The History Behind the Design
~The Serpent & The Arrow~
- Nicholas Cage
Two iconic symbols from human history converge in LHN Jewelry's newest design featuring a serpent twining along a downward pointed arrow.
In the design of this necklace, the arrow indicates the self. The serpent represents transformation. Together, these symbols represent the strength of will, and the history of humankind's tenacity, persistence, and forward moving progress.
Follow your bliss. Let it lead you. Believe in yourself. You have the power to transform.
The serpent is one of the oldest mythological symbols across all cultures and continents. Snakes represent the duality of good and evil, but also of creation and transformation. Serpents were worshipped for their mysticism in the mythologies of countless cultures, including Mayan, Ancient Egyptian, Australian Aborigines, and Native American tribes, just to name a few. The list goes on.
This article traces the unique history of the arrow now thought to be the most universally known symbol. In 1972, NASA asked astronomer Carl Sagan to develop a message to extraterrestrial life, just in case "contact" ever occurred in their mission to Jupiter.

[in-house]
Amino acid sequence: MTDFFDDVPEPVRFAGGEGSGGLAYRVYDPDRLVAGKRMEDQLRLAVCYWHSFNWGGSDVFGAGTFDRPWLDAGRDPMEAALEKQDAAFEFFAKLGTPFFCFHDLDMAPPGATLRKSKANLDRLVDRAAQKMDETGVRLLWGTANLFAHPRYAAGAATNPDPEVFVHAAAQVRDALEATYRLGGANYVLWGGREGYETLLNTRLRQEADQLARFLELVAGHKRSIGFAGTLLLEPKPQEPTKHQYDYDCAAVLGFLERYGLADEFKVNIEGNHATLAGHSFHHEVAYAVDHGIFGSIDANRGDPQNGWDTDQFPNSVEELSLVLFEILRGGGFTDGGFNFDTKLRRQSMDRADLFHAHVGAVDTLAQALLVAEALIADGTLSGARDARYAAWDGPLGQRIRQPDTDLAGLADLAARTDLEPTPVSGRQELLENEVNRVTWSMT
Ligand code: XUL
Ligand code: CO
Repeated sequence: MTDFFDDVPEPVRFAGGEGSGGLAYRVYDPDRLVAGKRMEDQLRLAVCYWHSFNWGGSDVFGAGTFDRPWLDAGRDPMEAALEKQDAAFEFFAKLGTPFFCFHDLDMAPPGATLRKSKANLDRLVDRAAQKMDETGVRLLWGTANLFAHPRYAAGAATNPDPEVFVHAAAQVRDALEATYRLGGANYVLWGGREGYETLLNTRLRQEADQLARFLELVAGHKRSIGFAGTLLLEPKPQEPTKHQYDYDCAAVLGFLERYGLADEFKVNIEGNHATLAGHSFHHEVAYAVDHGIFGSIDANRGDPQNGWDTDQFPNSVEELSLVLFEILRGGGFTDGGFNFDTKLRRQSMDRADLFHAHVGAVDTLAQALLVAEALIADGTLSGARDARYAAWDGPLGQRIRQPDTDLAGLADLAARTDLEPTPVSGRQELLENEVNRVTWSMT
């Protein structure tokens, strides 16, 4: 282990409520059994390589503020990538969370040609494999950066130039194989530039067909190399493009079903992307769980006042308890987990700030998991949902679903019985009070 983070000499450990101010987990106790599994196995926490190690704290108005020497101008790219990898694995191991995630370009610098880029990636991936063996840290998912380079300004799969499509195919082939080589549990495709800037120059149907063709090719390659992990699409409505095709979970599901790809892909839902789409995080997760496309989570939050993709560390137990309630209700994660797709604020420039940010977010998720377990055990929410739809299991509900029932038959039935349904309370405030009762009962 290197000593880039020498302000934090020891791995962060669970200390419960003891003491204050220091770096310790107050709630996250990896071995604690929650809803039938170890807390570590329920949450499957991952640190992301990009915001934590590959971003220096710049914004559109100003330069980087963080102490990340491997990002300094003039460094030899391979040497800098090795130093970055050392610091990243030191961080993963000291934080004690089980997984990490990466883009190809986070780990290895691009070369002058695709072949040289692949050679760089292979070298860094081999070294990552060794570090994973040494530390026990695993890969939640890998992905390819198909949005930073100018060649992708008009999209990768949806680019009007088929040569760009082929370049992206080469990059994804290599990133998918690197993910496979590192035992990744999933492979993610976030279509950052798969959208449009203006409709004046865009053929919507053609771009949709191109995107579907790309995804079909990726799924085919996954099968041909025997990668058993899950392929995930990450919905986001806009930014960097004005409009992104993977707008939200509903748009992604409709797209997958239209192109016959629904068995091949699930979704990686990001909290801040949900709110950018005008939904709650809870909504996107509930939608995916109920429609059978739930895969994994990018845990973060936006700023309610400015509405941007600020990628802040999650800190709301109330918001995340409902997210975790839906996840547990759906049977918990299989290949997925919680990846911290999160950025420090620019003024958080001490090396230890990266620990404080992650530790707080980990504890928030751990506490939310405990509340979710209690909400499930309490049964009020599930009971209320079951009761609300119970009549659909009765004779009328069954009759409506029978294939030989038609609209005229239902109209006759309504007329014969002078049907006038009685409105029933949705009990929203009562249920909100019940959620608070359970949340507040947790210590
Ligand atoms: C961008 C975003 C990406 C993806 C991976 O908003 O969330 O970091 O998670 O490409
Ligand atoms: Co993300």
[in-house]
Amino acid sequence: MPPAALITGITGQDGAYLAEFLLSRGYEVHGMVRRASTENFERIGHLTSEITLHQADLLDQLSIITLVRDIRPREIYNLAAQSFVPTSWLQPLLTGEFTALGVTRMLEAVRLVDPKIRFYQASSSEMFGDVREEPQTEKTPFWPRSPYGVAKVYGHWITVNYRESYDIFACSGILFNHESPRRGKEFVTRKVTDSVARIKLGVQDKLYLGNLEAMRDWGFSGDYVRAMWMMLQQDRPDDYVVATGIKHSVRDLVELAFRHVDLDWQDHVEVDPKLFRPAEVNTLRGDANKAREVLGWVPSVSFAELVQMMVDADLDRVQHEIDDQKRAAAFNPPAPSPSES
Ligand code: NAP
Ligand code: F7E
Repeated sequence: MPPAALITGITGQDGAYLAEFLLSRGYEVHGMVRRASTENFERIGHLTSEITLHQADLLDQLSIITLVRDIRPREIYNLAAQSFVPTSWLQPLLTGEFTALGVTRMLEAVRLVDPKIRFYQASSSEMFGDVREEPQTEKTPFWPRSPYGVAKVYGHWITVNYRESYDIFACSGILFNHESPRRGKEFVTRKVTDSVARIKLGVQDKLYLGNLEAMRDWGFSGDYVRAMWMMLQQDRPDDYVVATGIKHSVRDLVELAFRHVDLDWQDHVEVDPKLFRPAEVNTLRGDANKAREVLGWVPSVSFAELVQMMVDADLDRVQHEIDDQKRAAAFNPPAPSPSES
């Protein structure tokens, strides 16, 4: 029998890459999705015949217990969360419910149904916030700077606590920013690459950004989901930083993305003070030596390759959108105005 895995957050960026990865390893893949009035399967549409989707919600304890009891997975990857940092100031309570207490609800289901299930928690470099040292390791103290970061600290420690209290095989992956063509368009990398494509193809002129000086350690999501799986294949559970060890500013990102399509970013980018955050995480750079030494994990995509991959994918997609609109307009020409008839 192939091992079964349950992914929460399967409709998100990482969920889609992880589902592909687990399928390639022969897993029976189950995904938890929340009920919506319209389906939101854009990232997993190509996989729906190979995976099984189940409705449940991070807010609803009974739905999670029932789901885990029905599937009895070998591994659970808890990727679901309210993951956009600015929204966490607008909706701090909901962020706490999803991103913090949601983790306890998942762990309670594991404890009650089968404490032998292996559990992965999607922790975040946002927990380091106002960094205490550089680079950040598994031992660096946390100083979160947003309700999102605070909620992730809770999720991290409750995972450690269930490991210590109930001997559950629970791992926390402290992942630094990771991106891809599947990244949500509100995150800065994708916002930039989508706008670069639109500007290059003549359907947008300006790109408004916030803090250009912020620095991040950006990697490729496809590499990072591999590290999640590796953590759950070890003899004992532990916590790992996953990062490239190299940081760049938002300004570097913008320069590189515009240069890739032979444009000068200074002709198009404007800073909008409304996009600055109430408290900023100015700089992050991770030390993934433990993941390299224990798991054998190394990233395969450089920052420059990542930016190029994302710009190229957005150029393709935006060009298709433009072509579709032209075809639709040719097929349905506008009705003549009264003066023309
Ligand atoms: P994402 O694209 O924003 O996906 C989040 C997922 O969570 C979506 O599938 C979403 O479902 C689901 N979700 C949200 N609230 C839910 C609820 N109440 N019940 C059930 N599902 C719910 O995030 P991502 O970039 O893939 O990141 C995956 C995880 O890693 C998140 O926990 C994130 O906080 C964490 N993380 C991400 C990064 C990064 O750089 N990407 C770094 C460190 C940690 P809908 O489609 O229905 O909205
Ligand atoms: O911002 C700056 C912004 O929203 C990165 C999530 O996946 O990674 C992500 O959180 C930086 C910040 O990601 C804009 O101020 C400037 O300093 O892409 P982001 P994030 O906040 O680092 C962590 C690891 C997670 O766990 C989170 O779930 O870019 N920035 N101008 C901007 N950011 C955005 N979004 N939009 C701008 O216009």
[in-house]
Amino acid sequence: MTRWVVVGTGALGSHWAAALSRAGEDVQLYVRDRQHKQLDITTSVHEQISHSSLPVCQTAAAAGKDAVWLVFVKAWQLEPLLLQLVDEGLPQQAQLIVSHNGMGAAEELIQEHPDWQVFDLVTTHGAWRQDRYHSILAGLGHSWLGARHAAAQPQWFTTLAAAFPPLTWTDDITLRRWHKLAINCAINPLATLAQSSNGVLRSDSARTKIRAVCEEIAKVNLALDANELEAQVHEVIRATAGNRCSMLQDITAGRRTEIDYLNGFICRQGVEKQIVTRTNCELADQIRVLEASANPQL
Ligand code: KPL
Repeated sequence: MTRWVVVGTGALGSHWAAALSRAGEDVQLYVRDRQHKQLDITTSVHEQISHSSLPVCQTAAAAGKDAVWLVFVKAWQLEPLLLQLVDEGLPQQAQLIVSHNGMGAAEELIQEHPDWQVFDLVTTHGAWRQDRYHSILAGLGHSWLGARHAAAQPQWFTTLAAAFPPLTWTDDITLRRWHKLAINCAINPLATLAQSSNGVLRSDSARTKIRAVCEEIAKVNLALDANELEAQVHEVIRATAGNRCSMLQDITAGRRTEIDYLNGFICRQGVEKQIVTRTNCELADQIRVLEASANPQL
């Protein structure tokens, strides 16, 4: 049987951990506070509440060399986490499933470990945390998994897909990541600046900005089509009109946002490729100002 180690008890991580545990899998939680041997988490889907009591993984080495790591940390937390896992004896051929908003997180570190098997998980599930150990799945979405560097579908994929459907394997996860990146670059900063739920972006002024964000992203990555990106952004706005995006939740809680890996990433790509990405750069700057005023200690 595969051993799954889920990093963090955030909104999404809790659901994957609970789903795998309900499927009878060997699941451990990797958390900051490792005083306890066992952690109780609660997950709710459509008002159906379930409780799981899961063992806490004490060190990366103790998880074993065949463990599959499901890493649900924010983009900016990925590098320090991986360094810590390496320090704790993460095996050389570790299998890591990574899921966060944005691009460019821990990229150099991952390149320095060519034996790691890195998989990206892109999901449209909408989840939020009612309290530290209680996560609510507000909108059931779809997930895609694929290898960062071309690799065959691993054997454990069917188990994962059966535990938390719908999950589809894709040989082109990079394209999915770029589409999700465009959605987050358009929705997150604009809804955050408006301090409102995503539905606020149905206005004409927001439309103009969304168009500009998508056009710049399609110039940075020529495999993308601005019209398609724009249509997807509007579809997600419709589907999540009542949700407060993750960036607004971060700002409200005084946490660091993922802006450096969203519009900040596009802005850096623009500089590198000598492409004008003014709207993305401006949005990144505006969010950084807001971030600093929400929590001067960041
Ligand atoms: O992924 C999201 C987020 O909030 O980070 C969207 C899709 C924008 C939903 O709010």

What did Carl Sagan select in the variety of iconography? An arrow, extending from Earth, and pointing to the Pioneer 10 spacecraft. Carl Sagan recognized the universality of the arrow, that even ETs would understand - this strange spacecraft came from this tiny blue planet.
The arrow, as its most simplest definition, signifies the self's direction, force, movement, and power.
How we make our hand crafted jewelry...
Firstly sketches are made of the design, then the design is hand carved into wax and then we make a mold of the original design from silicon. We then use the traditional Lost Wax Casting process to make each charm at our foundry here in New York City.
~Lost Wax Casting~
Lost-wax casting is a process for creating designs in a variety of metals (such as Gold, Sterling Silver, Brass, or Bronze) by casting an original model. It is a jewelry-making technique dating back 6,000 years, but is also used across many industries.